State-Run Health Care Plan Should Be Off-Limits To Younger Employees, Think Tanks Argue

MacIver Institute, National Center For Policy Analysis Argue State-Run System Should Be Closed To New Workers, People Under 45


A pair of conservative think tanks say the state Legislature should require younger public employees to use health savings accounts instead of the state’s current health insurance system.

A report by the Wisconsin-based MacIver Institute and the Dallas-based National Center for Policy Analysis largely praises the state’s pension system, but says that as more employees retire and health costs increase, the unfunded liabilities of the state’s public employee health insurance plan will only grow.

Researcher John Graham said that the existing insurance plan should be closed to new employees and that people under age 45. The plan, he said, should be replaced by mandatory health savings accounts.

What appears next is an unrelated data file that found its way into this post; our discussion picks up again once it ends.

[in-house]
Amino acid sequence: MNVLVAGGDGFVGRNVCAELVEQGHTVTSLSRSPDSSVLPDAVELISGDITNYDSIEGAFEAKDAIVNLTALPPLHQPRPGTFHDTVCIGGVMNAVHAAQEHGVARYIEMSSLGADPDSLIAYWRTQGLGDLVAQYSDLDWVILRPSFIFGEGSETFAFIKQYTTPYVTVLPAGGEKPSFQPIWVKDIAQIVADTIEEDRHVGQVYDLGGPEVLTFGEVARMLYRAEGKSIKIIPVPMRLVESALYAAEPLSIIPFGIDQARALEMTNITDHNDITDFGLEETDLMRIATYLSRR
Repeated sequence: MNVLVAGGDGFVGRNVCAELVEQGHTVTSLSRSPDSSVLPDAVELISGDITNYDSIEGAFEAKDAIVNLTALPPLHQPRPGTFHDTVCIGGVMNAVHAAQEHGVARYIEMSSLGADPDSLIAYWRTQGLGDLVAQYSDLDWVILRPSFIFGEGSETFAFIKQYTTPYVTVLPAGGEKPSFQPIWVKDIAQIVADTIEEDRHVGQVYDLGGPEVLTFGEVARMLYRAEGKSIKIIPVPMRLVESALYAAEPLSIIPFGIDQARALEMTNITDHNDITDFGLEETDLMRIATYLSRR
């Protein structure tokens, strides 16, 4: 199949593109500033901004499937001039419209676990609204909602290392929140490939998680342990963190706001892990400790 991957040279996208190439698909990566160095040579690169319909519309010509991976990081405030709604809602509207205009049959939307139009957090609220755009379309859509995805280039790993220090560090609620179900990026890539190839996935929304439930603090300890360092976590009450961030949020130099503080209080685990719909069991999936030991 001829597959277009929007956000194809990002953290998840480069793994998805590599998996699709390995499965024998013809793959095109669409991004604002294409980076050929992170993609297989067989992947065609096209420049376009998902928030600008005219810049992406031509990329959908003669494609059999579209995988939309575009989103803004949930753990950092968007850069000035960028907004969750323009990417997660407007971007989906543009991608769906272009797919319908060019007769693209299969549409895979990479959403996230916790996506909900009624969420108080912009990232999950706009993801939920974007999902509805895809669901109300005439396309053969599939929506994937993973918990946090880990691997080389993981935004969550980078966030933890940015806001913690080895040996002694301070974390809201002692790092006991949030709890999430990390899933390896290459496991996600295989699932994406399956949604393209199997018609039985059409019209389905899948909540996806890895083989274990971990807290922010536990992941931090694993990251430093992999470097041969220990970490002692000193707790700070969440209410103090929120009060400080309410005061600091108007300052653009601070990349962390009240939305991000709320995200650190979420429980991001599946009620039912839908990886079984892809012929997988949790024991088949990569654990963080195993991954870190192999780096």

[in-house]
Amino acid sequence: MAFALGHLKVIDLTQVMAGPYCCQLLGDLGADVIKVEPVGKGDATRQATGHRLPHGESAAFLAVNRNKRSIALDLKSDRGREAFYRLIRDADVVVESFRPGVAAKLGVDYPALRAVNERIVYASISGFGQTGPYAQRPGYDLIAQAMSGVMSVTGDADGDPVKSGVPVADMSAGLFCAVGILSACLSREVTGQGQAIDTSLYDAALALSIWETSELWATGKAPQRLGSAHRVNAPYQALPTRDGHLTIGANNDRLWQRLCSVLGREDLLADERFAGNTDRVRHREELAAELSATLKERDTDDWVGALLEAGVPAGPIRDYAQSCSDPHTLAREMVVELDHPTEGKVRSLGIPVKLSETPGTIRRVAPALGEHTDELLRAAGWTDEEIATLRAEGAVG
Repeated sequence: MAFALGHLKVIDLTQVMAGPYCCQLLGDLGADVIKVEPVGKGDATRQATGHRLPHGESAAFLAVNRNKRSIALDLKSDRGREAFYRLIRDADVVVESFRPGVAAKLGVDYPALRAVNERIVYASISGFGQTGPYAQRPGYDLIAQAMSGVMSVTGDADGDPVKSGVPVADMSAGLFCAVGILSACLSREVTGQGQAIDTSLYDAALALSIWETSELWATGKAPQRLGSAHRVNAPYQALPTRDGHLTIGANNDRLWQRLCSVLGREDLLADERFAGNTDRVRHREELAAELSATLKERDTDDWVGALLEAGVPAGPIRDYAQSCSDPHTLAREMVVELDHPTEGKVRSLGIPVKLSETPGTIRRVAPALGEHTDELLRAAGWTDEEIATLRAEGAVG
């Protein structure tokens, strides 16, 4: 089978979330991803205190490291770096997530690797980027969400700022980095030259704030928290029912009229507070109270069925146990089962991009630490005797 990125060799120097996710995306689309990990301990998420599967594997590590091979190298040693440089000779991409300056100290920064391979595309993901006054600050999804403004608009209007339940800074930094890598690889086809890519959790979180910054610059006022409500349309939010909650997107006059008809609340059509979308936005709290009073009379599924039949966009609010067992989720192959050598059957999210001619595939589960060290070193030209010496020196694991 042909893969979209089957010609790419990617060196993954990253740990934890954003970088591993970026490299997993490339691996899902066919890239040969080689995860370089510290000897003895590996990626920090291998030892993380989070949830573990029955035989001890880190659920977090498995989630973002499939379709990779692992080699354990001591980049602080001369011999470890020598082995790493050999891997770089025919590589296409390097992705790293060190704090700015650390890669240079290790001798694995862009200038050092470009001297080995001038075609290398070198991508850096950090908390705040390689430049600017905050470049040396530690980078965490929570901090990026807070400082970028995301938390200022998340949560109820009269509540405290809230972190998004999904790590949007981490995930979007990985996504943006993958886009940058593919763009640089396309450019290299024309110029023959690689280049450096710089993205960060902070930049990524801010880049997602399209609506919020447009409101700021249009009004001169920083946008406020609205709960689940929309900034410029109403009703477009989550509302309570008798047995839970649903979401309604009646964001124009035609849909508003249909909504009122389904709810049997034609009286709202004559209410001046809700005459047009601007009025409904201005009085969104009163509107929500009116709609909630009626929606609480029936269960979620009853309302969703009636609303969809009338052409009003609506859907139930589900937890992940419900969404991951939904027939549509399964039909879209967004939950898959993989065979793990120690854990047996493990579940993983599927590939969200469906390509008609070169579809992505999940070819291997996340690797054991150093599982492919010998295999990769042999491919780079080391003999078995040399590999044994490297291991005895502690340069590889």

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“Once it gets done and the actual employee and the actual retiree see that they’re controlling more of their health-care dollars, they accept it and they find it empowering,” Graham said.

Citizen Action’s Robert Kraig calls the report a solution in search of a problem, saying it would merely shift more of the financial burden of health care onto employees.

“Their same report also concedes that this is going to shift a lot more of the financial burden onto the employee,” Craig said. “That’s the rationale for doing it. So to then turn around and say that it’s empowering because you control your own account, I think it’s misleading.”

Under the budget the governor signed last year, the state will start offering optional health savings accounts to its workers in 2015.